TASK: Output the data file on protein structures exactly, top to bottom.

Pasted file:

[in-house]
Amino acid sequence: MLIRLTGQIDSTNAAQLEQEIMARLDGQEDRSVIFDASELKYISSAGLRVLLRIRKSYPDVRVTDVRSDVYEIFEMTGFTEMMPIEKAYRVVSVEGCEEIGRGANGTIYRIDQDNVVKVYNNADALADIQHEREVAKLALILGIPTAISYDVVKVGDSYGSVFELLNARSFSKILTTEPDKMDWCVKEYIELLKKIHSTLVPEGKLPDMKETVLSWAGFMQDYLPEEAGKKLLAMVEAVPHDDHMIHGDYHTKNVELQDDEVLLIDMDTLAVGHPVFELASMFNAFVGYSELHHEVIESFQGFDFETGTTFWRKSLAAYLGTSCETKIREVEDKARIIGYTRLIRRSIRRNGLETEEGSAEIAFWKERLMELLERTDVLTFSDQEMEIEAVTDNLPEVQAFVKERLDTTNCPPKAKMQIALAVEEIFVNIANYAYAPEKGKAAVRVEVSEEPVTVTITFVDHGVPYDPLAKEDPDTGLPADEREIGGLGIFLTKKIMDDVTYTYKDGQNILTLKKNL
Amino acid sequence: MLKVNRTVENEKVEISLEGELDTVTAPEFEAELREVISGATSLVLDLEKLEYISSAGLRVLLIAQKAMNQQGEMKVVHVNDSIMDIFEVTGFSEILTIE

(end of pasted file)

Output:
[in-house]
Amino acid sequence: MLIRLTGQIDSTNAAQLEQEIMARLDGQEDRSVIFDASELKYISSAGLRVLLRIRKSYPDVRVTDVRSDVYEIFEMTGFTEMMPIEKAYRVVSVEGCEEIGRGANGTIYRIDQDNVVKVYNNADALADIQHEREVAKLALILGIPTAISYDVVKVGDSYGSVFELLNARSFSKILTTEPDKMDWCVKEYIELLKKIHSTLVPEGKLPDMKETVLSWAGFMQDYLPEEAGKKLLAMVEAVPHDDHMIHGDYHTKNVELQDDEVLLIDMDTLAVGHPVFELASMFNAFVGYSELHHEVIESFQGFDFETGTTFWRKSLAAYLGTSCETKIREVEDKARIIGYTRLIRRSIRRNGLETEEGSAEIAFWKERLMELLERTDVLTFSDQEMEIEAVTDNLPEVQAFVKERLDTTNCPPKAKMQIALAVEEIFVNIANYAYAPEKGKAAVRVEVSEEPVTVTITFVDHGVPYDPLAKEDPDTGLPADEREIGGLGIFLTKKIMDDVTYTYKDGQNILTLKKNL
Amino acid sequence: MLKVNRTVENEKVEISLEGELDTVTAPEFEAELREVISGATSLVLDLEKLEYISSAGLRVLLIAQKAMNQQGEMKVVHVNDSIMDIFEVTGFSEILTIE